The color of each dot denotes a different gel. One sheet hosts red and blue dots. Salt water is the main ingredient in the red dots. The blue dots are made from freshwater. A second sheet has green and yellow dots. The green gel contains positively charged particles. The yellow gel has negatively charged ions.
To make electricity, line up one sheet above the other and press.
The red and blue dots on one sheet will nestle between green and yellow ones on the other sheet. Those red and blue dots act like the channels in the electrocytes. They will let charged particles flow between the green and yellow dots.
Just as in an eel, this movement of charge makes a tiny trickle of electricity. And also as in an eel, a lot of dots together can impart a real jolt.
In lab tests, the scientists were able to generate 100 volts. That’s almost as much as a standard U.S. electric wall outlet delivers. The team reported its initial results in Nature last December.
The artificial organ is easy to make. Its charged gels can be printed using a 3-D printer. And as the main ingredient is water, this system is not costly. It’s also fairly rugged. Even after being pressed, squished and stretched, the gels still work. “We don't have to worry about them breaking,” says Thomas Schroeder. He led the study with Anirvan Guha. Both are graduate students in Switzerland at the University of Fribourg. They study biophysics, or how the laws of physics work in living things. Their team is collaborating with a group at the University of Michigan in Ann Arbor.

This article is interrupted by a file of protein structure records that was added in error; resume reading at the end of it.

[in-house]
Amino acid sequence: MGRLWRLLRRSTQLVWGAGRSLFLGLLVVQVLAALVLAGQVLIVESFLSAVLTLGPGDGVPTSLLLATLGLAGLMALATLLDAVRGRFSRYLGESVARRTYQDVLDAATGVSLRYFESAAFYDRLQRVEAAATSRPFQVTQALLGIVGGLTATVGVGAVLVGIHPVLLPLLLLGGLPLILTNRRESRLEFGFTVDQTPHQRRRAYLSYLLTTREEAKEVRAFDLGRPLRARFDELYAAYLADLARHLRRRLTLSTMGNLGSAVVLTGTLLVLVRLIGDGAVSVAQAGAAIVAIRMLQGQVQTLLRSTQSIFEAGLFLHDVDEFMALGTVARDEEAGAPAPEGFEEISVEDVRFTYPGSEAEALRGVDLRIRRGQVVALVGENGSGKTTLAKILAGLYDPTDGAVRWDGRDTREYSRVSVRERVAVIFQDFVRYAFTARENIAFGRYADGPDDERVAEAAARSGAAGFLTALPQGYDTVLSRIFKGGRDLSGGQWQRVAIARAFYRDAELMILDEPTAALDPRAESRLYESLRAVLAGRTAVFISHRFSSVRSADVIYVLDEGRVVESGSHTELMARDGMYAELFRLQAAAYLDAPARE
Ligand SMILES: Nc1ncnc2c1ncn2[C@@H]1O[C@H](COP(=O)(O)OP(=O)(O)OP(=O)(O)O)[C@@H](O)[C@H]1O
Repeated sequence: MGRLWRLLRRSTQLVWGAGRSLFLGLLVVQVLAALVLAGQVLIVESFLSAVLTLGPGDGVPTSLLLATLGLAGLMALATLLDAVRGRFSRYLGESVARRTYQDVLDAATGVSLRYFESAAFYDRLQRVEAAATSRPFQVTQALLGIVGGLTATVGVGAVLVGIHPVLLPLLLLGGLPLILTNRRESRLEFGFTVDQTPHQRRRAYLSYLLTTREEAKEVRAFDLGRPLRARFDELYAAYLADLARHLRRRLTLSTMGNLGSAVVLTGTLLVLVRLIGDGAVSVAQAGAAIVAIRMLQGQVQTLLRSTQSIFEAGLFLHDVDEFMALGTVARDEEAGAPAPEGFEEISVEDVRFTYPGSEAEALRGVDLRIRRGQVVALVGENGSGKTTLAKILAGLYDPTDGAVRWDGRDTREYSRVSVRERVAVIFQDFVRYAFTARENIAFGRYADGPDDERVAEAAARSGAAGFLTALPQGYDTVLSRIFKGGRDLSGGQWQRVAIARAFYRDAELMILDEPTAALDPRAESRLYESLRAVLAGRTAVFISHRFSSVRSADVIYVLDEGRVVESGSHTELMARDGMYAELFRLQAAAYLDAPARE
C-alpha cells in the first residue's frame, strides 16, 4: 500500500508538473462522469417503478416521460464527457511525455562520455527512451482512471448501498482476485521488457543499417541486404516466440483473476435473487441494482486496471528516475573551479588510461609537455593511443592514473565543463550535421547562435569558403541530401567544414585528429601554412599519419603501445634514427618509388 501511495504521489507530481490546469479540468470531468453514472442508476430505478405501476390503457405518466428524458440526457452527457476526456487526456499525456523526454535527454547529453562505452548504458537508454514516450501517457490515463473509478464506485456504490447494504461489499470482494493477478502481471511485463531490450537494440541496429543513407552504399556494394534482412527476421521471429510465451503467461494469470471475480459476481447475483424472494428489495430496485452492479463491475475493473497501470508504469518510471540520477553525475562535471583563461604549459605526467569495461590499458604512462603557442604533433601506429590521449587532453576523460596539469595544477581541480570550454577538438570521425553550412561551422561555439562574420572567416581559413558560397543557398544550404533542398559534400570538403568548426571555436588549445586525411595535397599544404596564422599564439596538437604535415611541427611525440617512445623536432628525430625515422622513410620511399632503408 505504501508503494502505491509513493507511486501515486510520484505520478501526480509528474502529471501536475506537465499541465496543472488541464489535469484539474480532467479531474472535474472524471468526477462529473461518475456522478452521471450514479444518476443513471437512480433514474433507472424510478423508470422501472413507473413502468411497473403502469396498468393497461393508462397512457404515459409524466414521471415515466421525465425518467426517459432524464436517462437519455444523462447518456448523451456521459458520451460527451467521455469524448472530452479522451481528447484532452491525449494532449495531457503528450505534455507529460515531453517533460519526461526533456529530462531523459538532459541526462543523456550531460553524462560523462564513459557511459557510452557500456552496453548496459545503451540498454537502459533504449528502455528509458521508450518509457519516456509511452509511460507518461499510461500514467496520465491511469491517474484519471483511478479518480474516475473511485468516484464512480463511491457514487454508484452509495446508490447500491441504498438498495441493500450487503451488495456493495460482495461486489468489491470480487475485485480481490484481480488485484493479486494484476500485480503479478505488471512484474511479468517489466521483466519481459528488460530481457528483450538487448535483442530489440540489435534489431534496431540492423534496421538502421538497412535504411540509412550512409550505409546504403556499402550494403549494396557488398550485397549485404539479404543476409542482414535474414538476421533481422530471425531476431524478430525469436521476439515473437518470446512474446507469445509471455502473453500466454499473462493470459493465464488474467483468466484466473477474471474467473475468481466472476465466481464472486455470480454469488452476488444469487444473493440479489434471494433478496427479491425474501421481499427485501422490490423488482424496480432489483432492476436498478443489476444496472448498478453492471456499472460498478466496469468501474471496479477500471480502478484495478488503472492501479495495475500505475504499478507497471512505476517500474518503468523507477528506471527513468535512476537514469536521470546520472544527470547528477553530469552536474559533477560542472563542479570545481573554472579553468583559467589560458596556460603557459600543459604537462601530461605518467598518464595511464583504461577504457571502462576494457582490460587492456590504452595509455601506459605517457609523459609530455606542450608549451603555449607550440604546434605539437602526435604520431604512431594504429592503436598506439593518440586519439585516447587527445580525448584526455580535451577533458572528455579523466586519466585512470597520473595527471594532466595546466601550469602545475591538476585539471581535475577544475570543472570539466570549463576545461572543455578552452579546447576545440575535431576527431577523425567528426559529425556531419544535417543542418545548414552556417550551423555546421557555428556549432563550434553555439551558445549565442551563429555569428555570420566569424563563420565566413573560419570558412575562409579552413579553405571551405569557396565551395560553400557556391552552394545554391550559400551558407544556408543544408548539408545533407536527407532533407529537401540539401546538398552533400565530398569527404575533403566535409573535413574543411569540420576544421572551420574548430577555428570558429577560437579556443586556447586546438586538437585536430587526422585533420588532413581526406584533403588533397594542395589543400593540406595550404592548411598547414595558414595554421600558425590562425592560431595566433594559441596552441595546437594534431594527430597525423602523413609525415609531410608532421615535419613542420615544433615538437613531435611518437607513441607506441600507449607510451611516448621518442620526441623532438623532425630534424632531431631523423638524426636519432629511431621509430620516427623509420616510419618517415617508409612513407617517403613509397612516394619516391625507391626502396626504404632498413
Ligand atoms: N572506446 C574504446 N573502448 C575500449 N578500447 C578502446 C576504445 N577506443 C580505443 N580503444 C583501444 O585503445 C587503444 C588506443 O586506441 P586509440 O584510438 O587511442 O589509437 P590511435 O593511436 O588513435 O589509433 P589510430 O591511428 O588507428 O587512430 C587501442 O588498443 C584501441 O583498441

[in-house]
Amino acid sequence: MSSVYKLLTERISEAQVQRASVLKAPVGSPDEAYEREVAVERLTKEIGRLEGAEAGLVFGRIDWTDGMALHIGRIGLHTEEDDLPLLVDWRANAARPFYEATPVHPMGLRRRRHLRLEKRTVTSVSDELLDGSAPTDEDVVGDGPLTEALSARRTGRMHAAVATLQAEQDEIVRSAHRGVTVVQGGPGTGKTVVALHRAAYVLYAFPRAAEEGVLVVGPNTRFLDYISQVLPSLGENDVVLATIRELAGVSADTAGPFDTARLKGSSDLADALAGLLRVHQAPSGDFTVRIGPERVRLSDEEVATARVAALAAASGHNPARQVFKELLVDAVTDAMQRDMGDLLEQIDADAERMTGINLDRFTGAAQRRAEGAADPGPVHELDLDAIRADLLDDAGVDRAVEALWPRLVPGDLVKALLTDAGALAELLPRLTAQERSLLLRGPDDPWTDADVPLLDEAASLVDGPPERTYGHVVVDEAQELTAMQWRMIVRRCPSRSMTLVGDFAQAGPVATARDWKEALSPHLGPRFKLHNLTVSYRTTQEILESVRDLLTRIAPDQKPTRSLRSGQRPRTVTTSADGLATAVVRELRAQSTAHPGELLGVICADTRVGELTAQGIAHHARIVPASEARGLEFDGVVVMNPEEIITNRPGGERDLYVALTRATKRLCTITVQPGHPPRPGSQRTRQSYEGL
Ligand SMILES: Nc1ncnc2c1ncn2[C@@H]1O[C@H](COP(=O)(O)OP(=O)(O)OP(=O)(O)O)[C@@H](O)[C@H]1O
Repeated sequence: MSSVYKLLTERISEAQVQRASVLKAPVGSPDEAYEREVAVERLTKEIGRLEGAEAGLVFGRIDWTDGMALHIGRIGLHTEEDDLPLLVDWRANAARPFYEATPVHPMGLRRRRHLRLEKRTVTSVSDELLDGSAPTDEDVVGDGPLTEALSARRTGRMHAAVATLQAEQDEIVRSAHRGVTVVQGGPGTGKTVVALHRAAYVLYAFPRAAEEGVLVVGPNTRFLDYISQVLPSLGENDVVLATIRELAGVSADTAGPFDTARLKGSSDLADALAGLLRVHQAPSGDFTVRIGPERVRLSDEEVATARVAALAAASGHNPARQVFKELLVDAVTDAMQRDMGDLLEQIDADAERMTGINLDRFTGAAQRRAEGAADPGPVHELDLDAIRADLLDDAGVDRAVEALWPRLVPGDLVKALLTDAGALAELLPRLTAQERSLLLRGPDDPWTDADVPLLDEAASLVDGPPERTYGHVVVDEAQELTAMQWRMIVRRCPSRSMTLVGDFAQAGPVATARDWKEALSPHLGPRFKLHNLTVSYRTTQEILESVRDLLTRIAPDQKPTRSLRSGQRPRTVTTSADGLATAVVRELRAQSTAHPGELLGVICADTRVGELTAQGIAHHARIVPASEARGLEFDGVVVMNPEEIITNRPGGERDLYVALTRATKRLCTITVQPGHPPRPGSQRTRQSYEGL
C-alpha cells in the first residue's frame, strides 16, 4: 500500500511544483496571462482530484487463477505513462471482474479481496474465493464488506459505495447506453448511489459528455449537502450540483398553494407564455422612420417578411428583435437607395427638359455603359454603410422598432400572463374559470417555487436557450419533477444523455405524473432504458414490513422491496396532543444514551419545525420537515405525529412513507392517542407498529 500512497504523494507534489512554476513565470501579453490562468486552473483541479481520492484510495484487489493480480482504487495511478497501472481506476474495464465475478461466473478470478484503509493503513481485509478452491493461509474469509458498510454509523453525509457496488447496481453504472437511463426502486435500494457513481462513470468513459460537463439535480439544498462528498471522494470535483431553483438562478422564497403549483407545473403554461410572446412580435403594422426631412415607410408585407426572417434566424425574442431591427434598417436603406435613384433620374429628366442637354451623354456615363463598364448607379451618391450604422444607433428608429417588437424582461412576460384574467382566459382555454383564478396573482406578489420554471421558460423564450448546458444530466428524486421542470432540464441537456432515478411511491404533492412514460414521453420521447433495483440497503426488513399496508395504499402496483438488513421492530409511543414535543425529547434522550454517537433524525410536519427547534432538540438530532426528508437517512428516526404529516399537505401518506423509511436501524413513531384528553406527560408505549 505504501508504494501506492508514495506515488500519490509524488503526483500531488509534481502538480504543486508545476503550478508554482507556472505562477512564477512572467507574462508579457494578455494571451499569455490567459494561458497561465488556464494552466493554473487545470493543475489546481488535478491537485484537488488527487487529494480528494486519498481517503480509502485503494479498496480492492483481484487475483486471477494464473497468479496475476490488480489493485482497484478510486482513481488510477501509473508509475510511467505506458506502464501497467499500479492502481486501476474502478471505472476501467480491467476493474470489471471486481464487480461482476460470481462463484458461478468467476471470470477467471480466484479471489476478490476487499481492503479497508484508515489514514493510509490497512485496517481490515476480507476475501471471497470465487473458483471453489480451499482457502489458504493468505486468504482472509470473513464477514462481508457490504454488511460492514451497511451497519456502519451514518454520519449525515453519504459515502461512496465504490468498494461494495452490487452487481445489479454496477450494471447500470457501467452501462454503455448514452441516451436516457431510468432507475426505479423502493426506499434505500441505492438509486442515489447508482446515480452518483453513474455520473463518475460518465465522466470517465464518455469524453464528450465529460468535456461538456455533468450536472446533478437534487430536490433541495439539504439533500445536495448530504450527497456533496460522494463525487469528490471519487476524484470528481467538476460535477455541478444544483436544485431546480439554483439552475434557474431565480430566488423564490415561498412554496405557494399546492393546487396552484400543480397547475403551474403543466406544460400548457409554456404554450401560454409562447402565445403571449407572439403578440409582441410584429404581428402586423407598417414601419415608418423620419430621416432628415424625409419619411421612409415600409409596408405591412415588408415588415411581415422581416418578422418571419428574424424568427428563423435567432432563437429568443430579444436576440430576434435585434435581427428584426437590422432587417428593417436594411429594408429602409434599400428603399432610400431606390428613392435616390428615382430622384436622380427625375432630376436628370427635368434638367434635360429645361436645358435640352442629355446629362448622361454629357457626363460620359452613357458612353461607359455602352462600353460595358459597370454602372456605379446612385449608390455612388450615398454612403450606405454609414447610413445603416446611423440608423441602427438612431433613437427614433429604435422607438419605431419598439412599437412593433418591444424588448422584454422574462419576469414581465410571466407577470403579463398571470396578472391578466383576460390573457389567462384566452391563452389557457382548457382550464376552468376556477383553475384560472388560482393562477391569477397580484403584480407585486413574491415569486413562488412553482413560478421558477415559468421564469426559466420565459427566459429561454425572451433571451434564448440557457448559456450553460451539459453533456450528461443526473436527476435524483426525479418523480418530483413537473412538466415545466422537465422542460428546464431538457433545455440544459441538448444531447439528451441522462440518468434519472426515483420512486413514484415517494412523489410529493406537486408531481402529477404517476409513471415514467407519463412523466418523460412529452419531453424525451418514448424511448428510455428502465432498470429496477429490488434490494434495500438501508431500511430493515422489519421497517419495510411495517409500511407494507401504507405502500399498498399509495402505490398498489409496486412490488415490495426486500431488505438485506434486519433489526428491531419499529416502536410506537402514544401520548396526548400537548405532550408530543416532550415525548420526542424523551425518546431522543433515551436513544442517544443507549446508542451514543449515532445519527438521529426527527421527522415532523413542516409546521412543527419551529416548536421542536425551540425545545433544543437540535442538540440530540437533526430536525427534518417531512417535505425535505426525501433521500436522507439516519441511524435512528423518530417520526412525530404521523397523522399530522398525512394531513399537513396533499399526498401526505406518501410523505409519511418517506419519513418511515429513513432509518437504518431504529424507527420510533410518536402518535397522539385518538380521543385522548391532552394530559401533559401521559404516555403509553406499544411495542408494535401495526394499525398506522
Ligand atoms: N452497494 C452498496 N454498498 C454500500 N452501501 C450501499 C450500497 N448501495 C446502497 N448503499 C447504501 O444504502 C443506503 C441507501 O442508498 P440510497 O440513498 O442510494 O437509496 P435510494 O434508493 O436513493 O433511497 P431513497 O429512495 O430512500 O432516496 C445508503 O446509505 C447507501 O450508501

Hardly a new idea
For hundreds of years, scientists have tried to imitate how electric eels work. In 1800, an Italian physicist named Alessandro Volta invented one of the first batteries. He called it the “electric pile.” And he designed it based on the electric eel.
“There is much folklore about using electric eels to generate ‘free’ electricity,” says David LaVan. He’s a materials scientist at the National Institute of Standards and Technology in Gaithersburg, Md.
LaVan did not work on the new study. But 10 years ago, he led a research project to measure how much electricity an eel produces. Turns out, an eel isn’t very efficient. He and his team found that the eel needs a lot of energy — in the form of food — to create a small jolt. So eel-based cells “are unlikely to replace other renewable energy sources,” such as solar or wind power, he concludes.